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Big city left with no bookstore

By Ed Lavandera, CNN
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The final chapter?
STORY HIGHLIGHTS
  • Laredo, Texas, becomes one of the largest cities in U.S. without bookstore
  • Nearest bookstore is now 150 miles away in San Antonio
  • Barnes & Noble says closing was part of strategy to shutter mall bookstores
  • Some fear Laredo will be dubbed an outpost for the illiterate without store
RELATED TOPICS
  • Literacy
  • Books

Laredo, Texas (CNN) -- The bookstore was Zhuara Rivera's magical "Neverland." It offered a fairy tale world for 14-year-old Rivera to get lost in stories and words.

But the books are gone. On January 16, Barnes & Noble, which owns B. Dalton, closed the store inside Laredo's Mall del Norte.

That leaves Laredo, Texas, population of 250,000, one of the largest cities in the United States without a bookstore.

The closest bookstore is now 150 miles away, in San Antonio, Texas.

"I was very shocked and I think it's very sad," Zhuara said. "I love reading. I adore reading."

Zhuara and dozens of volunteers launched a grass-roots organization called "Laredo Reads." They've started a petition drive collecting signatures to show corporate book dealers that Laredo can support a bookstore.

The death of the store has energized Zhuara. She leaves school and heads straight to the Laredo mall. She races around asking strangers to sign petition forms. She's collected nearly 1,000 signatures across the city.

"I seriously don't understand why people don't just like reading that much," she said as she walked briskly past the old store. "If you don't know how to read, you're not going to get very far in life."

Her mother says Zhuara has cried several times over the bookstore's demise. For years, Zhuara saved her money and asked her mom to take her to the store. She would walk up and down the small aisles searching for the next book to buy.

If you don't know how to read, you're not going to get very far in life.
--Zhuara Rivera, 14
RELATED TOPICS
  • Books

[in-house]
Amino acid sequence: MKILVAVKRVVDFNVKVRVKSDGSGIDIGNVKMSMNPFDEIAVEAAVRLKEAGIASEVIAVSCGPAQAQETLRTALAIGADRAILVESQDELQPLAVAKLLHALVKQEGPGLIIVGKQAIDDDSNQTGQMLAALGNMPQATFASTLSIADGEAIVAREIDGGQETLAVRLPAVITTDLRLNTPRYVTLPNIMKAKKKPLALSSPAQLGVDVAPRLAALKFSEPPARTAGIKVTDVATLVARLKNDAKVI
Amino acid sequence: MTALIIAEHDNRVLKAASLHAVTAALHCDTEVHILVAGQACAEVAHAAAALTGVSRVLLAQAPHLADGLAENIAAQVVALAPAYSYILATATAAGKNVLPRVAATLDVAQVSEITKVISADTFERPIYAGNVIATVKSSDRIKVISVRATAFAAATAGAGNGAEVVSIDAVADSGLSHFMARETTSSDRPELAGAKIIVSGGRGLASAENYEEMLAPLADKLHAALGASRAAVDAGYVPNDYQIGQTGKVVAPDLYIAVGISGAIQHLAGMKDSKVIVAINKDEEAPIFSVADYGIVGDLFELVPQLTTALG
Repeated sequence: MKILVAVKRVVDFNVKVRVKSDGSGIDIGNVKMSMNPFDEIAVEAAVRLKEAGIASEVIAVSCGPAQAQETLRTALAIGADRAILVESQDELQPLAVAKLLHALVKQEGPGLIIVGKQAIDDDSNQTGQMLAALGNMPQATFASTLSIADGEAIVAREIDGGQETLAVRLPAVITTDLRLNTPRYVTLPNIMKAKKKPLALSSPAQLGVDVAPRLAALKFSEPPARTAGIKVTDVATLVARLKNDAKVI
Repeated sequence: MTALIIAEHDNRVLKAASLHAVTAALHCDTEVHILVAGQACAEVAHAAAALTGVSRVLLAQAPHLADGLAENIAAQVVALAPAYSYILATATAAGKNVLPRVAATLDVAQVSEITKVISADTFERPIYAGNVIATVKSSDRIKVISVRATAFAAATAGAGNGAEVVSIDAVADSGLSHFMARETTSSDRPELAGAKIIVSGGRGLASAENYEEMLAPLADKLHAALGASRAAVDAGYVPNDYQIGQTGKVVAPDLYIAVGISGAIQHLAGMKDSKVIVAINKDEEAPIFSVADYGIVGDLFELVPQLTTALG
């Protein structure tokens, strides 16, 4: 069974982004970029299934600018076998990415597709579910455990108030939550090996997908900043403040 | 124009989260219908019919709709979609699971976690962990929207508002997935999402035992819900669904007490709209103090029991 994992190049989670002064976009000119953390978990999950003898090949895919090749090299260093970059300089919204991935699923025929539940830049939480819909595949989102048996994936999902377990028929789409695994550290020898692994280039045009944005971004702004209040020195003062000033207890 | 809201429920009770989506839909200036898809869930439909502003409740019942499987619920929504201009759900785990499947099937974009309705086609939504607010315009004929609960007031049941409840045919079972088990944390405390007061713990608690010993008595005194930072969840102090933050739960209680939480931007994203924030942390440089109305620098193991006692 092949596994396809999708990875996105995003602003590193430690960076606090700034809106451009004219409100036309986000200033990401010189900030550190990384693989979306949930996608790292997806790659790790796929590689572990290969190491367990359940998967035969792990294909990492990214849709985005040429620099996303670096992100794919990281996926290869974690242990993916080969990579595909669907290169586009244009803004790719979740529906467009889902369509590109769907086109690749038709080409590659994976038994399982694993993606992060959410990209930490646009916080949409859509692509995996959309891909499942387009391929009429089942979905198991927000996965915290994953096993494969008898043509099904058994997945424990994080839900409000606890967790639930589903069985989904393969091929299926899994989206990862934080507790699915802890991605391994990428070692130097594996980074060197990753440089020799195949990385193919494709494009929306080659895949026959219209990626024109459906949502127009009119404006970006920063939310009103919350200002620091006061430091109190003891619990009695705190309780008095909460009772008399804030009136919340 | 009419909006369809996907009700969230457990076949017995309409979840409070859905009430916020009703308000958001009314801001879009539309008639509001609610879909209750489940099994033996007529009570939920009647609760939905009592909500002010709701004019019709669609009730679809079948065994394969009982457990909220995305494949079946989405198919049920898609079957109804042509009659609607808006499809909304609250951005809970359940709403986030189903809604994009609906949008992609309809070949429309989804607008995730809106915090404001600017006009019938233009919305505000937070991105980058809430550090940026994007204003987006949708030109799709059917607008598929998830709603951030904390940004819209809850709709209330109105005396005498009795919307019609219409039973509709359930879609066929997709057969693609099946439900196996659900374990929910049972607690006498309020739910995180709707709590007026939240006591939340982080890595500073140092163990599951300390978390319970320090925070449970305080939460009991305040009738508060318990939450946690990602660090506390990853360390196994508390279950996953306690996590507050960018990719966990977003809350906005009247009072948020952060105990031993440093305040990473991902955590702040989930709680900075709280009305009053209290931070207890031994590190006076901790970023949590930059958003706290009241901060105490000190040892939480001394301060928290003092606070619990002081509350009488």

• Laredo

Barnes & Noble says it closed the Laredo store as part of an overall strategy to shut down the chain of mall-based bookstores. Even though the Laredo store was profitable, the overall chain was losing money, according to company officials.

Some in Laredo fear the lack of a book store will make the city look like an ignorant outpost on the Texas border.

"Assuming that we don't read because we're Mexican or we're immigrant or we're poor, that is not the case," said Xochitl Mora, the city's spokeswoman who spearheads the "Laredo Reads" initiative.

"Our challenge is to convince a corporate America bookstore and others they will find a literate, articulate, eloquent citizenry."

The publishing industry is in the midst of a revolution. Threats from Internet sites, like Amazon.com, and electronic book devices, like the Kindle, have cut into profits of retail book giants. In addition, bookstores are facing increasing competition from mass merchandisers like Target and Wal-Mart.

About 50 to 60 small Barnes & Noble-owned bookstores have closed every year over the last 5 to 6 years, the company said. Rival Borders has also struggled financially amid the tough marketplace.

Acclaimed novelist Oscar Casares understands first-hand the changing publishing landscape. He grew up in south Texas along the Mexican border, where bookstores have always been hard to find. When his two books, "Brownsville" and "Amigoland," were published, he pushed to sell the books in a popular grocery store chain called H.E.B.

Right now the H.E.B. grocery store is what passes for a bookstore in Laredo. Casares spoke with CNN inside the grocery. As he talked, a woman bought a copy of his latest book and set it on top of a bag of flour tortillas and a sack of potatoes.

"We had to adapt. We had to realize this was the border," Casares said. "The first thing I realized was there weren't going to be any places to sell the book. I felt we needed another point of distribution."

Casares admits it took a little while to get used to book signings and readings in the midst of a chaotic grocery store.

He worries about what losing the only bookstore will do to Laredo's spirit. "I think it creates a void. It's a void that isn't instantly recognizable but it's one, that over time, is deflating," Casares said.

Laredo does have two public libraries with a catalog of more than 200,00 books. But library officials say they can't keep up with the demand for the most popular titles.

Maria Soliz, manager of the Laredo Public Library, says she hopes to expand the library's collection and expects to see an increase in library card applications.

"We do have a lot of the same customers, but there are different customers," Soliz told CNN. "They might come to the library, read the book and decide they want to buy it."

Soliz and others fear the loss of the city's bookstore will slow down efforts to improve Laredo's literacy rate. A 2003 study by the National Center for Education Statistics found that 48 percent of the residents of Webb County, Texas -- home to Laredo -- lacked basic literacy skills.

Many say losing the bookstore threatens efforts to improve the city's literacy rate.

"A bookstore and what that means for kids to learn the value of literacy and to learn the value of loving books, that's just something you can't really put a value on," said Mora.

 
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